For children in Africa affected by HIV and AIDS, there is also progress. WHO recently estimated that in 2007, more than one-third of all HIV-positive pregnant women in sub-Saharan Africa received treatment to prevent mother-to-child transmission. This is still not enough, but it represents a quadrupling of PMTCT coverage since 2003. If this trend continues, half or more of HIV-infected women will get PMTCT services in 2009, protecting tens of thousands of infants from being born with HIV. WHO also reported last year that the number of HIV-infected children in sub-Saharan Africa who received anti-retroviral treatment tripled, to over 150 thousand. U.S. efforts have made major contributions to this progress, and also to the care of the unfortunate children who have lost one or more parents to AIDS. Last year, PEPFAR supported services for almost 4 million orphans and vulnerable children across 20 Africa countries.

Our sustained assistance to Child Survival programs in Africa - which has been accelerated through Congress's increased support - is also contributing to real progress. DPT 3 coverage across Africa has been sustained at 82% for two consecutive years. Almost three-fourths of children in Africa are receiving two doses of vitamin A. This progress has even reached some countries facing difficult challenges. In DR Congo - where no survey since the fall of the Mobuto government had found a rate of under-five mortality below 200 per 1,000 live births - the Demographic and Health ["DHS"] Survey results of last year found the rate to be 148, a more than 25 percent decline. And preliminary DHS results officially released just last week in Abuja found that under-five mortality in Nigeria has dropped from 201 per 1,000 in 2003, to 157 in 2008 - a drop of 22 per cent in just five years in a country where a million children under five have been dying every year.

These encouraging results tell us two things about saving and nurturing Africa's children. They tell us that we know how to make a difference. And they tell us that we are still a long way from making all the difference that needs to be made.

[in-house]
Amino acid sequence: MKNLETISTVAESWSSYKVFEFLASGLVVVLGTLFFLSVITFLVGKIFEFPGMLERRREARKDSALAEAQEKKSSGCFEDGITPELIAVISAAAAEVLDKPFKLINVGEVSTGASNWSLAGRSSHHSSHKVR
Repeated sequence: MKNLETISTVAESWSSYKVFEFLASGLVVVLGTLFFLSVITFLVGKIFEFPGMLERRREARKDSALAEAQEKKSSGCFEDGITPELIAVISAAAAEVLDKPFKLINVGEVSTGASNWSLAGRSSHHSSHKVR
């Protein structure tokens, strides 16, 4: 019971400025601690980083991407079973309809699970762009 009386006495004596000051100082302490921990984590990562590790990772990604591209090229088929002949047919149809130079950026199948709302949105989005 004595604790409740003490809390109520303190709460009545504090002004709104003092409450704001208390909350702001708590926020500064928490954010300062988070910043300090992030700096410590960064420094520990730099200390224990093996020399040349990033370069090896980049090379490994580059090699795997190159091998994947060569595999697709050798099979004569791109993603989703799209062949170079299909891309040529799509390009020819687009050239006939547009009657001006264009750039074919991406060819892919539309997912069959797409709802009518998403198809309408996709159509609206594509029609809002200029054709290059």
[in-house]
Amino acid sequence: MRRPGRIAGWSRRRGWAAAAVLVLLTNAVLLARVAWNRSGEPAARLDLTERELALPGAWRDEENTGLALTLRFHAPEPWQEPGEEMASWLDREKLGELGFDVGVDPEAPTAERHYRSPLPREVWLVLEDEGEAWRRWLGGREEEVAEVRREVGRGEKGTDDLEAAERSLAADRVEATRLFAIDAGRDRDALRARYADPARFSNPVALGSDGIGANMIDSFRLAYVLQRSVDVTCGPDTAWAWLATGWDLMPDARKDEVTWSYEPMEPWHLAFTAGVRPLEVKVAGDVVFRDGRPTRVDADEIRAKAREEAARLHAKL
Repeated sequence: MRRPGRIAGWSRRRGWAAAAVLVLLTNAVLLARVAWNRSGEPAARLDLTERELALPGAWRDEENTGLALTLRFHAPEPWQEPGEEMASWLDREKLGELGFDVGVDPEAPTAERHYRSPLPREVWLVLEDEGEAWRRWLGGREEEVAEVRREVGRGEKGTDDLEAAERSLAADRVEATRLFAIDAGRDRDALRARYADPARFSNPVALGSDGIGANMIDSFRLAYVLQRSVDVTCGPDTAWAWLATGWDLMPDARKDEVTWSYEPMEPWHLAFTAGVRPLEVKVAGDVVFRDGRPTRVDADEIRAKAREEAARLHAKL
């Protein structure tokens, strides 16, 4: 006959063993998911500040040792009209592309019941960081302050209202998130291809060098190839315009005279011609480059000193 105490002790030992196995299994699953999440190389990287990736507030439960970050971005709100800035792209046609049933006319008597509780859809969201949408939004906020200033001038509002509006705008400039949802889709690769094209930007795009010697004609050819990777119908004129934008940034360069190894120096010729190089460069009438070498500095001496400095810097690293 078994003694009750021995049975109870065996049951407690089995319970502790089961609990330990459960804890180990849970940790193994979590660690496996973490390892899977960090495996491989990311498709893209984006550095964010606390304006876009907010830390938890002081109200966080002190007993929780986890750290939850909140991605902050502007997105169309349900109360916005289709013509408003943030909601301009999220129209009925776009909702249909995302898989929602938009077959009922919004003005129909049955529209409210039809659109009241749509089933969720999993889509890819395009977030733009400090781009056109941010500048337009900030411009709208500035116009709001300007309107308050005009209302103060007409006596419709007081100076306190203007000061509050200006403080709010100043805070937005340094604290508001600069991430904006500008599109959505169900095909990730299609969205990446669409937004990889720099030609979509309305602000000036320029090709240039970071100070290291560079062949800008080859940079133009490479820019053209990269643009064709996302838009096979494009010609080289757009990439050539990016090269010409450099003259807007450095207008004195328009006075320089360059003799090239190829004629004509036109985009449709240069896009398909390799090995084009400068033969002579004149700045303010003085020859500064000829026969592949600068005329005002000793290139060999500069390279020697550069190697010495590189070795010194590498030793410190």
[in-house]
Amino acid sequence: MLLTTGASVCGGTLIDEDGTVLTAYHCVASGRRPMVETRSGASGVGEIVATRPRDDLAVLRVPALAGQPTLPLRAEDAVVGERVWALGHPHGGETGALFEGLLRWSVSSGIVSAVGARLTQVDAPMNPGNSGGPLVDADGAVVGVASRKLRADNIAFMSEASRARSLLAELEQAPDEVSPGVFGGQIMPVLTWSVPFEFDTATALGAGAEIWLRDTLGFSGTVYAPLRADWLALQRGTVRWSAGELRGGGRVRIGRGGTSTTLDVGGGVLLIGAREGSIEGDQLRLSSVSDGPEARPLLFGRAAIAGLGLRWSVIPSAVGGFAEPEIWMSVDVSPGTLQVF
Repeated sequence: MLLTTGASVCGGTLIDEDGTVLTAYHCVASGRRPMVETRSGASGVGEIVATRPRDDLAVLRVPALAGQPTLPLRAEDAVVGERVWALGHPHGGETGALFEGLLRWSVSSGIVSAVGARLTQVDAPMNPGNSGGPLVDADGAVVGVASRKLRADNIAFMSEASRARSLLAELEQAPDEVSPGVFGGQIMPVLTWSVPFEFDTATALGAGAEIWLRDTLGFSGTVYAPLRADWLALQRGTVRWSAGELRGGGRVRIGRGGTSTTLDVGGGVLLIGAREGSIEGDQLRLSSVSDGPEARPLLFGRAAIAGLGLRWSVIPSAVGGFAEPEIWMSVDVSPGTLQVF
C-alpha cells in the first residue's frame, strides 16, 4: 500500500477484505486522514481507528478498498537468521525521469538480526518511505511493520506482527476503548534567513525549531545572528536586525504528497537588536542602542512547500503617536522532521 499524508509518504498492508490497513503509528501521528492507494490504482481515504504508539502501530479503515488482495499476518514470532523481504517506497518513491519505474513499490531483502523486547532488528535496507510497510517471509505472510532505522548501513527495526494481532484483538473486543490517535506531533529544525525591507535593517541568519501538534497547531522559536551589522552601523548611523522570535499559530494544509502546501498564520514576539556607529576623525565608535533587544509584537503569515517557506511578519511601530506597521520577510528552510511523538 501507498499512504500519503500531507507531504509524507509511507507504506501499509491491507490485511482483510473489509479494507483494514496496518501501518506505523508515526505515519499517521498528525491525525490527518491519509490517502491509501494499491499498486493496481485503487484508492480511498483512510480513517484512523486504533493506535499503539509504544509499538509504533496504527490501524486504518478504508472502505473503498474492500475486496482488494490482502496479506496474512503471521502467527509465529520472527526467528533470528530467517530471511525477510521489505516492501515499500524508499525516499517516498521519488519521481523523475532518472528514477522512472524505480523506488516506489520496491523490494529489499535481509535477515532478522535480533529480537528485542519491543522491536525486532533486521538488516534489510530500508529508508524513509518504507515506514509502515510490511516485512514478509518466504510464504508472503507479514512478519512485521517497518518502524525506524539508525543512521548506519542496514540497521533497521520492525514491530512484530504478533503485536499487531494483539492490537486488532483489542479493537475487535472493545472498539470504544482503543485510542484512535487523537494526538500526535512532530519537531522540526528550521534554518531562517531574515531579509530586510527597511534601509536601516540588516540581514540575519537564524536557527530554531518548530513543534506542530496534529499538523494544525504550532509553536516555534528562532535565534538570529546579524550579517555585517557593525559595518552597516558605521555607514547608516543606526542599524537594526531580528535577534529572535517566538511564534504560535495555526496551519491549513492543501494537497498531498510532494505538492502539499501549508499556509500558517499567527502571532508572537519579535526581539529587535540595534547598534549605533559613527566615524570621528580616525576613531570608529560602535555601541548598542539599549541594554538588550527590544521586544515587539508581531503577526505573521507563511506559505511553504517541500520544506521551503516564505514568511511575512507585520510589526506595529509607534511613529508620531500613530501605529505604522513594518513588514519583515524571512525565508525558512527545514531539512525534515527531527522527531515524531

That is the importance of President Obama's announcement of the Global Health Initiative. He has recognized and maintained the important commitment we have made in dealing with AIDS and malaria, both major health threats to Africa's children. At the same time, he has committed to substantially increasing our efforts to save the lives of more children and mothers. The Global Health Initiative also commits us to accelerating progress by connecting our work on high impact health programs, through a comprehensive integrated approach that will help countries strengthen their health systems. This approach will extend even beyond health services, to harness the contributions of our investments in water and sanitation, in agriculture and food security, and in girls' education, among others, to achieve better health for families and children. Again, a major part of this commitment will be to the countries and families of Africa.

Strengthening health systems and integrating health services sounds a long way from children. But they are what countries need to deliver and sustain improved health for those children and their families.

We know that there are more challenges to face in Africa. We know that too many mothers and children are still dying preventable deaths. We know that the global economic crisis will require finding ways to reach newly vulnerable groups, like those living in urban areas. We know that children living in the face of conflict - many of whom are in Africa - will continue to have the highest risk and the greatest need.

But we also know that - with the support of the Administration and of Congress - we can face these challenges. We have done so successfully during more than two decades of U.S. support for maternal and child health. Today we are releasing a report that documents the progress made during those more than two decades… a brief history of USAID's contribution to a global partnership with other donors, NGOs, the private sector, the U.N., and especially countries themselves. That collaboration has resulted in a reducing the number of deaths of children under five from over 15 million in the 1980s to an estimated 9.2 million in 2008. This adds up to saving 6 to 7 million child lives each year. U.S. resources and leadership have played a major role in this incredible success.

The President's Global Health Initiative reaffirms this commitment of resources and leadership, and takes it to a new level. We welcome this commitment. We at USAID are ready to bring our abilities, our hard work, and our experience to bear in partnership with all of you and our country partners in Africa, to continue improving the survival and health of Africa's children.

Thank You.

Cannon House Office Building, Washington, DC